Loss and damage finance: Code Red to G7 and G20 countries (ECO 4, COP26)

4 November 2021

ECO still gets goosebumps listening over and over to Barbados’ Prime Minister Mia Amor Mottley’s powerful intervention on Monday: “Failure to provide the critical finance, and that of loss and damage is measured, my friends, in lives and livelihoods in our communities. This is immoral and it is unjust”.  

She was not the only one to call on G7 and G20 countries to acknowledge and fulfill their responsibilities: heads of states and governments from Honduras, Kenya, and Antigua and Barbuda, among others, echoed her call to action.

ECO hopes this is the very last time that these countries feel the need to deliver such desperate statements. Now is the time for Parties to show that they have heard the message and are ready to act.  

To do so, three things need to happen at COP26:

Firstly, ECO urges the establishment of a permanent agenda item on loss and damage for UNFCCC   Subsidiary Bodies. Indeed, despite being the third pillar of climate action recognised in the Paris Agreement (alongside adaptation and mitigation), loss and damage (L&D) is discussed under the UNFCCC negotiations only once a year, at the technical level, through the review of the WIM Executive Committee report to the COP.   This is not enough. Having an agenda item on L&D would not only ensure that the topic is considered at each session but that it also gets the attention it deserves and is addressed under other tracks such as finance, capacity building, and technology transfer.

Secondly, for the Santiago Network on Loss and Damage (SNLD) to deliver on its mandate (right, COP President Alok?), ECO calls on Parties to make significant progress on its operationalisation. Indeed if appropriately designed, the SNLD, established at COP25, has huge potential to catalyse concrete action and support to the countries and communities most at risk of loss and damage. However, for now, the SNLD is…a website.

ECO wants a decision at COP26 that turns the SNLD into the technical component of the WIM. This means it needs a dedicated secretariat, and that a process is set up to fully operationalise it at COP27, with sufficient funding. Ongoing discussions under the   SBI are going in the right direction – let’s keep pushing to get to something that really helps vulnerable communities, and ensure that the SNLD is neither just a database nor a pure matchmaking entity.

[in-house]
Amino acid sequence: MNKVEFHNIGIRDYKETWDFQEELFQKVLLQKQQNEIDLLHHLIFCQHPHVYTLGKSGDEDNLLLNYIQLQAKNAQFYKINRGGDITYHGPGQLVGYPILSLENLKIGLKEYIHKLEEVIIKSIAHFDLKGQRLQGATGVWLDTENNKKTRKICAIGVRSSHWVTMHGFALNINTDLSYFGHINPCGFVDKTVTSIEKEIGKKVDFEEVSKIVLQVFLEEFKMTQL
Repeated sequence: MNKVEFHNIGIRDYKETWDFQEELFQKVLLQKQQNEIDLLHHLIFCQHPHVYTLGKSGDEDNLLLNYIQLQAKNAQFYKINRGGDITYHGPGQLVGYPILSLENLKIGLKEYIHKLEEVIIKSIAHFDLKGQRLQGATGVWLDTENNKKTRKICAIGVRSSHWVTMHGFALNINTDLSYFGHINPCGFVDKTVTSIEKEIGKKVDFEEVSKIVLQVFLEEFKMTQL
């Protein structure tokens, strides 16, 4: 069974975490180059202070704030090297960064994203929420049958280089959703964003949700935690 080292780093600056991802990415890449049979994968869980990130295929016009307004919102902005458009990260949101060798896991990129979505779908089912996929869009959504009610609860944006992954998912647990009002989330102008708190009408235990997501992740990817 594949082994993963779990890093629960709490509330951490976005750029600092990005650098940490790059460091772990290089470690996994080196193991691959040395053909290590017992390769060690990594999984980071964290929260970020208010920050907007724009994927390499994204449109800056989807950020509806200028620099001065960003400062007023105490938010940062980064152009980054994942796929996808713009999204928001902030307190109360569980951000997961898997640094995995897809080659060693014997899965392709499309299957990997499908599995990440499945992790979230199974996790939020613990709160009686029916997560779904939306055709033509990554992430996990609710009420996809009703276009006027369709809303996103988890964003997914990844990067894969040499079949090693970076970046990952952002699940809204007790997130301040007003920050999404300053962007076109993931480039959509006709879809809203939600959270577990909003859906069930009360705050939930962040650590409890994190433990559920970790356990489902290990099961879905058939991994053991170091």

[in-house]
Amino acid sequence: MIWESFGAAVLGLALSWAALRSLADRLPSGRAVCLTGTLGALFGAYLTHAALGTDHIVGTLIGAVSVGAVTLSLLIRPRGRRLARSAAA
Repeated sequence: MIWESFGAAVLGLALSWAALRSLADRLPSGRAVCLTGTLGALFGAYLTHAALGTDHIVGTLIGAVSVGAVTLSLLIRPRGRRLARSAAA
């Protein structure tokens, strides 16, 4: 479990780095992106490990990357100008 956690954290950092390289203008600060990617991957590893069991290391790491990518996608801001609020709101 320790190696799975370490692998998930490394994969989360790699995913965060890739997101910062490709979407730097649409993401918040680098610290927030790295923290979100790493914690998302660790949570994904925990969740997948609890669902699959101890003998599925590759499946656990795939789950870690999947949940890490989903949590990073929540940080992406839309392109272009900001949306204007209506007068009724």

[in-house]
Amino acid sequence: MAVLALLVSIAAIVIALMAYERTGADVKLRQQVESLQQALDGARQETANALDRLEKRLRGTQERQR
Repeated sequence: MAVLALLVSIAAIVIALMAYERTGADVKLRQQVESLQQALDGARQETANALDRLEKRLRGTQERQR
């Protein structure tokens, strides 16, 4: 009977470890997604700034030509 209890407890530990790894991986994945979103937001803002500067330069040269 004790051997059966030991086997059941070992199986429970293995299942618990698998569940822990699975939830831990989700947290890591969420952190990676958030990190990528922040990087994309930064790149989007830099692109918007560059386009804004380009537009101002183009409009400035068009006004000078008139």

Last, but certainly not least, ECO urges Parties to commit to providing new, additional and needs-based loss and damage finance and a system to deliver that finance to vulnerable developing countries.      

Does that sound too complex? Parties should not feel like they have to reinvent the wheel as over recent years countries, country groups, civil society and academia have already put many proposals on the table. It’s just that Parties never really took the time to actually assess them.  

Options to secure new and additional finance include a tax on fossil fuel extraction (a “Climate Damages Tax”) or a tax on emissions from maritime and aeronautical sectors.  Options to channel the secured amount could range from a loss and damage fund or facility, to a Solidarity Fund and an L&D finance window under the Green Climate Fund. So the right move would be for the COP to task the WIM ExCom and its Expert Group on “Action and Support”, in collaboration with the Standing Committee on Finance, with the design of the L&D finance system to be approved at COP27.

Parties, it’s time to go from Code Red to Code Green on loss and damage finance!

**** SPANISH ****

Un movimiento prometedor en materia de derechos humanos: es hora de que todo el mundo se suba al carro

A ECO le encanta que le sorprendan gratamente. Así que ayer fue un éxito. Al iniciarse los debates sobre el artículo 6.2, nos sorprendió gratamente escuchar un aparente apoyo a la inclusión del lenguaje de los derechos humanos en el texto. Fue estupendo escuchar a tantas Partes, entre ellas AILAC, EIG, los PMA, los PMD, la UE, Australia, Nueva Zelanda, Canadá, México, Antigua y Barbuda, Ecuador… todas expresaron su apoyo (y si nos olvidamos de alguien, pedimos disculpas, y esperamos que todos se unan). 

Pero el diablo está en los detalles y esos detalles son importantes. ECO está dispuesto a proporcionar cualquier ayuda que podamos dar a las Partes para garantizar la protección de los derechos humanos y los derechos de los Pueblos Indígenas. 

Tenemos algunas sugerencias inmediatas sobre cómo reforzar el lenguaje de las salvaguardias de los derechos humanos en el contexto del artículo 6.4. Se puede hacer esto incluyendo en el diseño de la actividad y asegurando que la consulta con los titulares locales esté en línea con derechos como el derecho de los Pueblos Indígenas al consentimiento libre, previo e informado. Estos elementos son fundamentales para ayudar a prevenir posibles daños. Ah, y hacer que el mecanismo de reclamación -al que las comunidades pueden acceder para buscar remedio si se ven perjudicadas- sea independiente. Este es un punto importante de los derechos humanos que no se puede olvidar. 

ECO también apoya los llamamientos para que los derechos humanos y los derechos de los pueblos indígenas sean protegidos e incluidos en las tres partes del artículo 6 (6.2, 6.4 y 6.8). Los derechos deben ser protegidos en toda acción climática, ya sea bajo un enfoque de mercado o de no mercado. 

ECO se siente alentado por esta convergencia y cree que podemos trabajar juntos para cumplir y garantizar los derechos en el artículo 6, ¡porque es la única opción!

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